IE 11 is not supported. For an optimal experience visit our site on another browser.

The empty promises of ‘green’ labels

Does it matter if your makeup is 100 percent vegan?
Image: Bill Telepan buys produce
Sure ‘natural’ and ‘organic’ sound healthy. But those words may not have national regulations defining them.Richard Drew / AP file
/ Source: The Associated Press

Does it matter if your makeup is 100 percent vegan?

The growing lexicon of eco-friendly product descriptions may have you wondering what they all mean. Even if you feel better about buying a product that sports an Earth logo, you may be fuzzy on what benefits it brings.

"There's a lot of green noise in the marketplace of labels. It really muddies it up for the labels that are actually meaningful," said Urvashi Rangan, director of Consumers Union's

Environmental marketing claims have become so pervasive that the Federal Trade Commission is reviewing its green marketing guide for businesses, a year earlier than planned.

For now, the agency suggests consumers be wary of vague terms like "environmentally friendly" or "better for the Earth" that are short on specifics. Still, it's easy to assume such labels denote superior health or environmental perks.

To honor Earth Day, a cheat sheet on five terms that often provoke confusion.

This means the materials in a product will break down and degrade back into nature within a reasonably short time after disposable.

No formal verification is required for products to carry the label, and it's up to companies to back up their claims. It also may not be clear whether the description applies to the packaging or the contents, said Laura Koss, a senior attorney at the FTC.

Some products, such as shampoos or detergents, have always been biodegradable, yet may now be trumpeted as biodegradable as a marketing tactic.

Even if a product is biodegradable, the process may not occur as quickly as expected. That's because trash often ends up in landfills, where degradation occurs very slowly due to a lack of sunlight and moisture.

There are more specific labels. For example, the "certified biodegradable" label for soaps, detergents and cleaners signifies a much more specific standard, but its use is still very limited. Issued by the Scientific Certification System, it means 70 percent of a product will degrade within 28 days. It also means any remaining product is not toxic to fish and other sea life?

Certified humane raised & handled
You might spot this label on eggs, dairy or meat products. It's administered by Humane Farm Animal Care, a Virginia-based nonprofit, and requires that specific living conditions were provided for animals.

With beef cattle, for example, there are requirements on what the animals are fed and how they're housed and slaughtered. They also can't be given any growth hormones, and must have constant access to a space where they're able to lie in a normal resting posture.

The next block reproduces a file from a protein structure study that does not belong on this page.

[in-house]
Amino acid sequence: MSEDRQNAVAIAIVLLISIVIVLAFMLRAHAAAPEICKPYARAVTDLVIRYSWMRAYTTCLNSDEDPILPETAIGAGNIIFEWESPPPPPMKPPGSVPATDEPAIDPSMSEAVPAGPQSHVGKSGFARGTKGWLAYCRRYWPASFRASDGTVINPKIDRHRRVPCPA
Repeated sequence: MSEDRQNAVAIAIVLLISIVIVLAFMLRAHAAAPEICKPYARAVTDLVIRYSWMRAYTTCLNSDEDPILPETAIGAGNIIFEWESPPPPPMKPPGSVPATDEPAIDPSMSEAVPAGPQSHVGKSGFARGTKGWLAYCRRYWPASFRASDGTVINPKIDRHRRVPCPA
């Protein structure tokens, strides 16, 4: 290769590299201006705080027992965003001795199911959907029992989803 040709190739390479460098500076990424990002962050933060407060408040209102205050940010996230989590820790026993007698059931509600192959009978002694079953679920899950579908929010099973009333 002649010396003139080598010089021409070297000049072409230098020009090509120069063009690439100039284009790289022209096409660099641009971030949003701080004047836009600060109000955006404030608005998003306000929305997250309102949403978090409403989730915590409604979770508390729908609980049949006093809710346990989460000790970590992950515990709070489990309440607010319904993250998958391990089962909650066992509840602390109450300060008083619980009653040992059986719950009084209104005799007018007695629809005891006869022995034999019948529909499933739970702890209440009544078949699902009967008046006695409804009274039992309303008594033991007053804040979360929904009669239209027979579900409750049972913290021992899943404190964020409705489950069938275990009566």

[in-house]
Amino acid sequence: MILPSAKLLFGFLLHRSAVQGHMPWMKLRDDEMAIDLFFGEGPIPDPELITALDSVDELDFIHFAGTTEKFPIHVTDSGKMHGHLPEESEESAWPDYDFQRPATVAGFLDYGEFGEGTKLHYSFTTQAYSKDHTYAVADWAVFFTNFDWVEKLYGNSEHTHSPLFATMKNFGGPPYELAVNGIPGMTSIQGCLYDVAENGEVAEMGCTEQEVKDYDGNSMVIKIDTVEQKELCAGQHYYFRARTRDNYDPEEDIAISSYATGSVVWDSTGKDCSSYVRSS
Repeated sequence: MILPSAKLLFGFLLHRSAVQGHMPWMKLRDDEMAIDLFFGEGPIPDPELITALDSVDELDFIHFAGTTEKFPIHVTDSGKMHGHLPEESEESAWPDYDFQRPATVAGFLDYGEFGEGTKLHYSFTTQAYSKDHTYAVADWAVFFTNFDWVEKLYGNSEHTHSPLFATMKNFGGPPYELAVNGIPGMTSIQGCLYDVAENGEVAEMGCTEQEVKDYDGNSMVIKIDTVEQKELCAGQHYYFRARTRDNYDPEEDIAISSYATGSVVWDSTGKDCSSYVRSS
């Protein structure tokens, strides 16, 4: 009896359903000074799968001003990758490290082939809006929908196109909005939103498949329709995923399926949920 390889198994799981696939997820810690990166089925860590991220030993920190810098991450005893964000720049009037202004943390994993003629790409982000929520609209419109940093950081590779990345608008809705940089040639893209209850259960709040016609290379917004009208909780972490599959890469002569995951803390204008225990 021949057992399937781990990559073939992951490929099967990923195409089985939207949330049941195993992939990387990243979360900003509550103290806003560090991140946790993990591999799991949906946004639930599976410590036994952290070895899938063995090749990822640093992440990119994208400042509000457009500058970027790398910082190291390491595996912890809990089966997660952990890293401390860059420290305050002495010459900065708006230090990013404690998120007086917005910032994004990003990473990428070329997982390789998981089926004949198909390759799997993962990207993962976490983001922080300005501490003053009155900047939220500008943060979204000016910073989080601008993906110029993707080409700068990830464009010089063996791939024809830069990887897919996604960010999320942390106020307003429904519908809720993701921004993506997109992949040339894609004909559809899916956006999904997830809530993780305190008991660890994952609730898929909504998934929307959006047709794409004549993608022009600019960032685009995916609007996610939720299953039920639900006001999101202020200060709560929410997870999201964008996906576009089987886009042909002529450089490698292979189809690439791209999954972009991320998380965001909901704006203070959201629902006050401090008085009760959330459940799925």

By contrast, the term "free-range" has no uniform meaning, said Rangan of Consumers Union. As idyllic as the term sounds, it could simply mean chickens are given access to an open space for a few minutes each day.

Meanwhile, another animal-friendly term — vegan — has jumped beyond the food aisles and is being used for personal care and cleaning products. It might be important if you're a vegan and looking to avoid cosmetics that sometimes contain animal products.

This scientific-sounding label is popular in the skin care industry, but there's no industry standard on what it signifies.

In general, it's taken to mean the product doesn't contain chemicals that could cause irritation or an allergic reaction. But considering how varied and personal allergies are, such a broad claim may not carry much weight for your situation.

Of course, there may be specific reasons a company deems its product hypoallergenic; it may have tested for reactions to certain ingredients. But to learn such specifics, you'd likely have to call the company to ask.

Despite its wholesome glow, this now ubiquitous word means very little.

For example, a natural product can contain any ingredient or chemical. And the U.S. Department of Agriculture warns against confusing natural with organic; the latter comes with specific standards and certifications.

"Natural can mean whatever a company wants it to mean," Rangan said.

There is one exception when the label carries a specific meaning. Under USDA rules, any meat marked as natural can't be injected with anything artificial before it's packaged. However, the label has no bearing on what an animal was fed before it was slaughtered.

Most shoppers by now understand that the term organic means produce is free of the most common pesticides. For meat, poultry, eggs and dairy products, the familiar green-and-white circle means animals weren't given antibiotics or growth hormones. The standards are clearly defined and require certification.

Another food you'll commonly see labeled as organic is seafood. Consumers should be aware that there are no national standards for organic seafood, however. So if you come across organic salmon at the supermarket, there's no guarantee on what that label means.

The growing awareness about the certain types of fish being depleted because of overconsumption also complicates matters. To find out which species are in danger, you can go to the websites of the Blue Ocean Institute or Oceana (, for guides on making sustainable choices. The sites even provide free pocket guides you can carry around if you're so inclined.